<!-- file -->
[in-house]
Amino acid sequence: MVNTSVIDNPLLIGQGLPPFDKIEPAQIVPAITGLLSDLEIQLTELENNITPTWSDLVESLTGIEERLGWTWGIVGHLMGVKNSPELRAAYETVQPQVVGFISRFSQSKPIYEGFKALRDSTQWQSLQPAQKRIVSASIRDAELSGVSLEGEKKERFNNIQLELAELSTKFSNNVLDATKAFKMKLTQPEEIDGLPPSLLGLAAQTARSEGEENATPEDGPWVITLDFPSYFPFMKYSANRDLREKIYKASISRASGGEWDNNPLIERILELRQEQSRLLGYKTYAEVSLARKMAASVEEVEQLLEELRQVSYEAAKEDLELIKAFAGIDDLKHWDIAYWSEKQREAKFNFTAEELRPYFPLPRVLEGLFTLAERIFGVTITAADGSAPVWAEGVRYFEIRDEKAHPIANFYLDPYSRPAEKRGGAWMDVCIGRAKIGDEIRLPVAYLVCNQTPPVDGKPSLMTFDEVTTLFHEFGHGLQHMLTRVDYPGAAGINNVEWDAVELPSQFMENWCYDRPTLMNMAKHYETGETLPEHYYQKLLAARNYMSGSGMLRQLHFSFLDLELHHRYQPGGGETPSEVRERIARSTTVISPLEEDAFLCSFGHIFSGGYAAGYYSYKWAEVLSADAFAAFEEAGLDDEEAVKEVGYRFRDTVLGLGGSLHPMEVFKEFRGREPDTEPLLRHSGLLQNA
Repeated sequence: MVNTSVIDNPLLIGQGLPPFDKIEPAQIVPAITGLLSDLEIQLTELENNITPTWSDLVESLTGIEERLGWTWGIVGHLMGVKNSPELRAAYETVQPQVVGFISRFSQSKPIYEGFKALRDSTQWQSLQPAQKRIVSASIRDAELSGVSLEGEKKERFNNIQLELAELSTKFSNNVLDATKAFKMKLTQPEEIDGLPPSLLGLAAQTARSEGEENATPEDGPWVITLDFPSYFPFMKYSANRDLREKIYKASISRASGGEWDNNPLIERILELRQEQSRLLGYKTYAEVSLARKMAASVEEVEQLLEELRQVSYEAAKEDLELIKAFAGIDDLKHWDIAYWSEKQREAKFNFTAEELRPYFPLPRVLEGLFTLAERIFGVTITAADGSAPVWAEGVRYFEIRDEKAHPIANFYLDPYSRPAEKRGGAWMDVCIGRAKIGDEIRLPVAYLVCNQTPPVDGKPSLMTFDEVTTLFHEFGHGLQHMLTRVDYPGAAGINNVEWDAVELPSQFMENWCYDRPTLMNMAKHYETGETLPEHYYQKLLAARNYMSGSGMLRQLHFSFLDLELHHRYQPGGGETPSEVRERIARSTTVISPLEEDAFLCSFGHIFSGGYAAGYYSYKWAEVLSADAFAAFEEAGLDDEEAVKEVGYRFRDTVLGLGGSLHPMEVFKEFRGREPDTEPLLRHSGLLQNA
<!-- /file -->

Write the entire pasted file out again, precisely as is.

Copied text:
[in-house]
Amino acid sequence: MVNTSVIDNPLLIGQGLPPFDKIEPAQIVPAITGLLSDLEIQLTELENNITPTWSDLVESLTGIEERLGWTWGIVGHLMGVKNSPELRAAYETVQPQVVGFISRFSQSKPIYEGFKALRDSTQWQSLQPAQKRIVSASIRDAELSGVSLEGEKKERFNNIQLELAELSTKFSNNVLDATKAFKMKLTQPEEIDGLPPSLLGLAAQTARSEGEENATPEDGPWVITLDFPSYFPFMKYSANRDLREKIYKASISRASGGEWDNNPLIERILELRQEQSRLLGYKTYAEVSLARKMAASVEEVEQLLEELRQVSYEAAKEDLELIKAFAGIDDLKHWDIAYWSEKQREAKFNFTAEELRPYFPLPRVLEGLFTLAERIFGVTITAADGSAPVWAEGVRYFEIRDEKAHPIANFYLDPYSRPAEKRGGAWMDVCIGRAKIGDEIRLPVAYLVCNQTPPVDGKPSLMTFDEVTTLFHEFGHGLQHMLTRVDYPGAAGINNVEWDAVELPSQFMENWCYDRPTLMNMAKHYETGETLPEHYYQKLLAARNYMSGSGMLRQLHFSFLDLELHHRYQPGGGETPSEVRERIARSTTVISPLEEDAFLCSFGHIFSGGYAAGYYSYKWAEVLSADAFAAFEEAGLDDEEAVKEVGYRFRDTVLGLGGSLHPMEVFKEFRGREPDTEPLLRHSGLLQNA
Repeated sequence: MVNTSVIDNPLLIGQGLPPFDKIEPAQIVPAITGLLSDLEIQLTELENNITPTWSDLVESLTGIEERLGWTWGIVGHLMGVKNSPELRAAYETVQPQVVGFISRFSQSKPIYEGFKALRDSTQWQSLQPAQKRIVSASIRDAELSGVSLEGEKKERFNNIQLELAELSTKFSNNVLDATKAFKMKLTQPEEIDGLPPSLLGLAAQTARSEGEENATPEDGPWVITLDFPSYFPFMKYSANRDLREKIYKASISRASGGEWDNNPLIERILELRQEQSRLLGYKTYAEVSLARKMAASVEEVEQLLEELRQVSYEAAKEDLELIKAFAGIDDLKHWDIAYWSEKQREAKFNFTAEELRPYFPLPRVLEGLFTLAERIFGVTITAADGSAPVWAEGVRYFEIRDEKAHPIANFYLDPYSRPAEKRGGAWMDVCIGRAKIGDEIRLPVAYLVCNQTPPVDGKPSLMTFDEVTTLFHEFGHGLQHMLTRVDYPGAAGINNVEWDAVELPSQFMENWCYDRPTLMNMAKHYETGETLPEHYYQKLLAARNYMSGSGMLRQLHFSFLDLELHHRYQPGGGETPSEVRERIARSTTVISPLEEDAFLCSFGHIFSGGYAAGYYSYKWAEVLSADAFAAFEEAGLDDEEAVKEVGYRFRDTVLGLGGSLHPMEVFKEFRGREPDTEPLLRHSGLLQNA